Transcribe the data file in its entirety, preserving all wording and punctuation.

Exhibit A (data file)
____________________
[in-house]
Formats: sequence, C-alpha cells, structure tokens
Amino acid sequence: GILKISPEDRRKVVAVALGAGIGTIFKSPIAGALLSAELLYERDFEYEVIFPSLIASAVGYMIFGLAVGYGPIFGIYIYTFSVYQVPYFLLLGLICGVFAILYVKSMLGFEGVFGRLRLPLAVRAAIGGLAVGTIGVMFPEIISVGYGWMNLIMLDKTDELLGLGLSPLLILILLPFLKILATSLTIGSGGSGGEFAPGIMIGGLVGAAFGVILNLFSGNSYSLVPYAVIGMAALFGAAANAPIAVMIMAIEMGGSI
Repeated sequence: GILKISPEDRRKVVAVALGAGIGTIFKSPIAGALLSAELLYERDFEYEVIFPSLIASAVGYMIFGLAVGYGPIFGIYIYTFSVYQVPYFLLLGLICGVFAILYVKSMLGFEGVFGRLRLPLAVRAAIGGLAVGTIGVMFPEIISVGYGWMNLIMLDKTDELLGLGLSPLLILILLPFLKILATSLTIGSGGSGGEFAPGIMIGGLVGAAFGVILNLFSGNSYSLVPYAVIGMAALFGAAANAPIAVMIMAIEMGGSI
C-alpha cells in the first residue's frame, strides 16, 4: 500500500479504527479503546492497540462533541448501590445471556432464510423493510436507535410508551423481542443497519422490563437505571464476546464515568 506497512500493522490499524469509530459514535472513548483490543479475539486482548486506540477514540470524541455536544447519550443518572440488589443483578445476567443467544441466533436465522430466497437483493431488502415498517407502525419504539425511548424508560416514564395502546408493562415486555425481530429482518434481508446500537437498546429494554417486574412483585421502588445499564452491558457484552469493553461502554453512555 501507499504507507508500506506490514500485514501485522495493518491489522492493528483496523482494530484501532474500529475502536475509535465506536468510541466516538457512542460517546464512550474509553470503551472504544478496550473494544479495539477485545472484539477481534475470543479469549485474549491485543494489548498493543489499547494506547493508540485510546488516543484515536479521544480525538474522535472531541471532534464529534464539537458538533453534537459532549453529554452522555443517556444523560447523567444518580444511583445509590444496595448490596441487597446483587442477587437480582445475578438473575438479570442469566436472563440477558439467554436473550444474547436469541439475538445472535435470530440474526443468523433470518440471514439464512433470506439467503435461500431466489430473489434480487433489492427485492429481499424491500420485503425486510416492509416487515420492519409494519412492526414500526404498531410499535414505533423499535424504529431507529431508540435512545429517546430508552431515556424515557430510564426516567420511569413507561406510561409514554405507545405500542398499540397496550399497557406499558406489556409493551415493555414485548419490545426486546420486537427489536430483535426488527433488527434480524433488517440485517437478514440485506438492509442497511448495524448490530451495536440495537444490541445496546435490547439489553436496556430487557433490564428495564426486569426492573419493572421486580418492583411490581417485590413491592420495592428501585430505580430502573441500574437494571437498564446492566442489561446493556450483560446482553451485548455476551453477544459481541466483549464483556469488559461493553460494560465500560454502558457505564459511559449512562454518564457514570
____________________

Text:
[in-house]
Formats: sequence, C-alpha cells, structure tokens
Amino acid sequence: GILKISPEDRRKVVAVALGAGIGTIFKSPIAGALLSAELLYERDFEYEVIFPSLIASAVGYMIFGLAVGYGPIFGIYIYTFSVYQVPYFLLLGLICGVFAILYVKSMLGFEGVFGRLRLPLAVRAAIGGLAVGTIGVMFPEIISVGYGWMNLIMLDKTDELLGLGLSPLLILILLPFLKILATSLTIGSGGSGGEFAPGIMIGGLVGAAFGVILNLFSGNSYSLVPYAVIGMAALFGAAANAPIAVMIMAIEMGGSI
Repeated sequence: GILKISPEDRRKVVAVALGAGIGTIFKSPIAGALLSAELLYERDFEYEVIFPSLIASAVGYMIFGLAVGYGPIFGIYIYTFSVYQVPYFLLLGLICGVFAILYVKSMLGFEGVFGRLRLPLAVRAAIGGLAVGTIGVMFPEIISVGYGWMNLIMLDKTDELLGLGLSPLLILILLPFLKILATSLTIGSGGSGGEFAPGIMIGGLVGAAFGVILNLFSGNSYSLVPYAVIGMAALFGAAANAPIAVMIMAIEMGGSI
C-alpha cells in the first residue's frame, strides 16, 4: 500500500479504527479503546492497540462533541448501590445471556432464510423493510436507535410508551423481542443497519422490563437505571464476546464515568 506497512500493522490499524469509530459514535472513548483490543479475539486482548486506540477514540470524541455536544447519550443518572440488589443483578445476567443467544441466533436465522430466497437483493431488502415498517407502525419504539425511548424508560416514564395502546408493562415486555425481530429482518434481508446500537437498546429494554417486574412483585421502588445499564452491558457484552469493553461502554453512555 501507499504507507508500506506490514500485514501485522495493518491489522492493528483496523482494530484501532474500529475502536475509535465506536468510541466516538457512542460517546464512550474509553470503551472504544478496550473494544479495539477485545472484539477481534475470543479469549485474549491485543494489548498493543489499547494506547493508540485510546488516543484515536479521544480525538474522535472531541471532534464529534464539537458538533453534537459532549453529554452522555443517556444523560447523567444518580444511583445509590444496595448490596441487597446483587442477587437480582445475578438473575438479570442469566436472563440477558439467554436473550444474547436469541439475538445472535435470530440474526443468523433470518440471514439464512433470506439467503435461500431466489430473489434480487433489492427485492429481499424491500420485503425486510416492509416487515420492519409494519412492526414500526404498531410499535414505533423499535424504529431507529431508540435512545429517546430508552431515556424515557430510564426516567420511569413507561406510561409514554405507545405500542398499540397496550399497557406499558406489556409493551415493555414485548419490545426486546420486537427489536430483535426488527433488527434480524433488517440485517437478514440485506438492509442497511448495524448490530451495536440495537444490541445496546435490547439489553436496556430487557433490564428495564426486569426492573419493572421486580418492583411490581417485590413491592420495592428501585430505580430502573441500574437494571437498564446492566442489561446493556450483560446482553451485548455476551453477544459481541466483549464483556469488559461493553460494560465500560454502558457505564459511559449512562454518564457514570